Coast Guard’s global mission includes pirate duty
When Capt. Kevin Cavanaugh guided his ship under the Golden Gate Bridge and into San Francisco Bay last week, it ended a voyage that marked two firsts for the veteran officer.
It was the first time he circumnavigated the globe -- a rare achievement for any sailor -- and the first time he tangled with suspected pirates.
But Coast Guard officials say the Boutwell’s recent six-month deployment -- in which its crew interrupted an attack on a merchant ship by suspected pirates off the coast of Somalia -- reveals a side of the maritime service that few know exists.
“Most people think of us as like the local fire department,” said Rear Admiral Timothy S. Sullivan. “Increasingly, we’re more like the cop on the beat.”
Sullivan pointed to the Coast Guard’s presence in far-flung waters around the globe, including the Bering Strait, the Caribbean and the Persian Gulf. Often working in cooperation with the U.S. and foreign navies, the Coast Guard has taken on law enforcement responsibilities that military services are either forbidden by law from carrying out or are ill-equipped to handle.
The Coast Guard’s roughly 43,000 active-duty personnel make it about the same size as the New York City Police Department. It’s a branch of the armed forces but operates under the Department of Homeland Security during peacetime. Its mission includes law enforcement, search and rescue operations and environmental protection.
On the Boutwell’s trip around the globe, the crew of the 378-foot cutter helped train foreign counterparts in combating drug smuggling, terrorism and piracy, among other things.
Crew members also engaged in humanitarian efforts, including a wetlands rehabilitation project in Malaysia and the refurbishment of a retirement home in India. On the diplomatic front, the cutter was the first American warship to visit a Libyan port in more than 40 years.
The highlight of the crew’s 41,000-nautical-mile voyage, however, came on April 28, when crew members monitored a distress call from a merchant ship in the Gulf of Aden, about 60 miles off the coast of Somalia.
The call came just three weeks after the crew of the Maersk Alabama had been taken hostage by pirates in an incident that made international headlines. That standoff ended when the ship’s captain was rescued by Navy SEALs.
When Cavanaugh heard the distress call from the Skaftafell, about 60 miles away, he dispatched the cutter’s helicopter, which was on scene in about 30 minutes. As the bright orange chopper arrived, the suspected pirate skiff peeled off and headed for shore.
The Boutwell set a course to cut it off before it reached Somali territorial waters. When the cutter was within about a mile of the fleeing skiff, the captain sent two Zodiac boats loaded with special boarding teams to detain the vessel.
Clutching an M-4 assault rifle, Mark Climacosa said, he could feel the adrenaline coursing through his veins as he sped toward the suspect boat. As he drew near, he could see some of the suspected pirate crew waving white T-shirts above their heads in apparent surrender.
Still, Climacosa recalled, the situation was tense as he stepped onto the 23-foot boat and looked into their eyes.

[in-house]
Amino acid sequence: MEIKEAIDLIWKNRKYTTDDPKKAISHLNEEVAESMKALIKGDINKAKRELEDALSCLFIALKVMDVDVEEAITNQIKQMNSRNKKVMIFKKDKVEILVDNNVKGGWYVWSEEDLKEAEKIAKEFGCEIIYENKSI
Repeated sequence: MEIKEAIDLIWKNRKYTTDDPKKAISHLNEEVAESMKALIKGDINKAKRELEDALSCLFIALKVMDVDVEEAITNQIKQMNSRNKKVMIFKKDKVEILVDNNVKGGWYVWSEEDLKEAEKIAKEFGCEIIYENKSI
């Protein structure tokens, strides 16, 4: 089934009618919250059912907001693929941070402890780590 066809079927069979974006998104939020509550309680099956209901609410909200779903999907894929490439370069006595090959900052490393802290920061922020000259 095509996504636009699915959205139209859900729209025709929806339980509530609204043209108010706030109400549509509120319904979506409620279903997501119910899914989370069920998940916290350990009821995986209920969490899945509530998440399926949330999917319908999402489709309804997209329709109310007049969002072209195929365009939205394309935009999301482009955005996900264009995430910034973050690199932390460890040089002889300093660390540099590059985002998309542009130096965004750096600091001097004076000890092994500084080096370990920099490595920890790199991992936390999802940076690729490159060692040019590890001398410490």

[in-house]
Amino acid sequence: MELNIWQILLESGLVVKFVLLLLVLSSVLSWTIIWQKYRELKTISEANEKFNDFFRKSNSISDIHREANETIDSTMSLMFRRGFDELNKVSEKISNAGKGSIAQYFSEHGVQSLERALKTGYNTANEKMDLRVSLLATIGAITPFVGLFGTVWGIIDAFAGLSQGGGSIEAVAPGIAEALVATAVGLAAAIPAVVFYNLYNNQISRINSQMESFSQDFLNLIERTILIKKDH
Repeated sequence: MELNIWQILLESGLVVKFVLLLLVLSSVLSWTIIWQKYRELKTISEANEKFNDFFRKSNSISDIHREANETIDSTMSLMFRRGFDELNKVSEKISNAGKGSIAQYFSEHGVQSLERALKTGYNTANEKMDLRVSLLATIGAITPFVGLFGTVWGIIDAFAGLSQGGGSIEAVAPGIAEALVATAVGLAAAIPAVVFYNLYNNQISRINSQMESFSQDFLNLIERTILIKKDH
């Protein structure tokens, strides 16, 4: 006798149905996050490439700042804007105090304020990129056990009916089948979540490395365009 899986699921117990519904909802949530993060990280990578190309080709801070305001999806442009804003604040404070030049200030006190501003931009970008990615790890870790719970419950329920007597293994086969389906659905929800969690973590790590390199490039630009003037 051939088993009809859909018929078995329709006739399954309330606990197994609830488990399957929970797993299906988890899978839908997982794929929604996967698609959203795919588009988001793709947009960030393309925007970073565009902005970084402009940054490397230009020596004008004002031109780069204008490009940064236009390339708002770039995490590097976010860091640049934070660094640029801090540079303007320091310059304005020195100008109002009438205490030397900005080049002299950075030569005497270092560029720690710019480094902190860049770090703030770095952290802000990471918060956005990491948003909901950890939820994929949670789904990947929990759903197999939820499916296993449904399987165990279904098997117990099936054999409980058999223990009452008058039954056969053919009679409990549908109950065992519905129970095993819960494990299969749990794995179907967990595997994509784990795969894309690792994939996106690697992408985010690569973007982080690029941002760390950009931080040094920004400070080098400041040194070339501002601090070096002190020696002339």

“They looked just as scared as we did,” the 11-year-Coast Guard veteran said. “They didn’t know what to expect. We didn’t know what to expect.”
Seven men were detained and briefly taken onboard the Boutwell. But the crew was released because no weapons were recovered and officials determined that any prosecution would be difficult at best. Coast Guard officials assumed that the weapons were thrown overboard during the pursuit, which lasted several hours.
Nonetheless, Cavanaugh said, “I have no doubt in my mind that they were attacking this vessel, trying to get on board.”
He added, “Once the pirates get on board, it’s ‘game over.’ You’ve got a hostage situation.”
Cavanaugh and other crew members said friends and family have expressed surprise that their Coast Guard duty has taken them to such places as Somalia.
“It’s kind of like ‘Whose coast are you guarding anyway?’ ” the captain said. But the 29-year-veteran said it’s become clear in recent years that “maritime security is no longer a local problem.”
Nearly three months after the incident in the Gulf of Aden, as the Boutwell cruised north up the California coast from San Pedro to its home port in Alameda, talk of the encounter had given way to giddiness over returning home.
The crew’s six-month deployment was about twice as long as Coast Guard crews are accustomed to serving. Sleeping in cramped, coffin-like “racks,” eating the same food all the time and being limited in their communication with friends and family back home had begun to take their toll.
Michael Weelmaa, a 23-year-old operations specialist from Chicago, said it required a certain “mental toughness” to be away so long from loved ones, including his fiancee.
“You have to go to sleep every night knowing they are lonely and there is nothing you can do about it,” Weelmaa said.
Though crew members are given secure e-mail accounts, he said he found that form of communication to be fraught with potential misunderstandings.
“I was always, like, what did she mean by this? What did she mean by that?” he recalled.
As his crew mates hung out on the fantail smoking cigarettes or looking over the railing at the occasional passing gray whales, Weelmaa said he was focused on passing under the Golden Gate Bridge on Wednesday morning.
“This will be the first time ever that I’ve had someone waiting at the pier,” he said. “And that’s a very big deal to me.”